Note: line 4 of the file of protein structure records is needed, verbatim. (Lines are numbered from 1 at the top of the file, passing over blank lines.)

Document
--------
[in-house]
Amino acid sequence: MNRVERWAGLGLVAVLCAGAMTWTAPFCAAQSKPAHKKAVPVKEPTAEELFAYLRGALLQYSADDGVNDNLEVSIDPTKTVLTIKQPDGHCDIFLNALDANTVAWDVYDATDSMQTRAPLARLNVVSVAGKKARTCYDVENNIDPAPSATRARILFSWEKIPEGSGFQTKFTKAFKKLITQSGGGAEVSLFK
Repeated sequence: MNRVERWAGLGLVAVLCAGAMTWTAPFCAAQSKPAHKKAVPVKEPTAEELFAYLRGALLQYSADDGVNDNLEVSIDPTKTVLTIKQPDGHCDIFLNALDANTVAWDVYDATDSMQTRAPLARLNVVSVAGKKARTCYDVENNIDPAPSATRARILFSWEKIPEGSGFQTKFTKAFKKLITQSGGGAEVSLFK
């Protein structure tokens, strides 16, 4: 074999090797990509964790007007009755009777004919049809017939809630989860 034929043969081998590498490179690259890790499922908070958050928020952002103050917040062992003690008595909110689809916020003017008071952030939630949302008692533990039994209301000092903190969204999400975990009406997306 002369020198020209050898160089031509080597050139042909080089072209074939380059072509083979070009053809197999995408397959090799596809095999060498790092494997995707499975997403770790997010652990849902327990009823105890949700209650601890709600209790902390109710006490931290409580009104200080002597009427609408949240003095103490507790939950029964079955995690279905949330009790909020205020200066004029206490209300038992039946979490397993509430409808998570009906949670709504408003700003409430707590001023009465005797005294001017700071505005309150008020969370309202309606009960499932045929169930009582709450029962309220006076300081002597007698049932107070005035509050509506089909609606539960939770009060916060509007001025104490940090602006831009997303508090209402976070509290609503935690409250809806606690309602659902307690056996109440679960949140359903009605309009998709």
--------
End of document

């Protein structure tokens, strides 16, 4: 074999090797990509964790007007009755009777004919049809017939809630989860 034929043969081998590498490179690259890790499922908070958050928020952002103050917040062992003690008595909110689809916020003017008071952030939630949302008692533990039994209301000092903190969204999400975990009406997306 002369020198020209050898160089031509080597050139042909080089072209074939380059072509083979070009053809197999995408397959090799596809095999060498790092494997995707499975997403770790997010652990849902327990009823105890949700209650601890709600209790902390109710006490931290409580009104200080002597009427609408949240003095103490507790939950029964079955995690279905949330009790909020205020200066004029206490209300038992039946979490397993509430409808998570009906949670709504408003700003409430707590001023009465005797005294001017700071505005309150008020969370309202309606009960499932045929169930009582709450029962309220006076300081002597007698049932107070005035509050509506089909609606539960939770009060916060509007001025104490940090602006831009997303508090209402976070509290609503935690409250809806606690309602659902307690056996109440679960949140359903009605309009998709």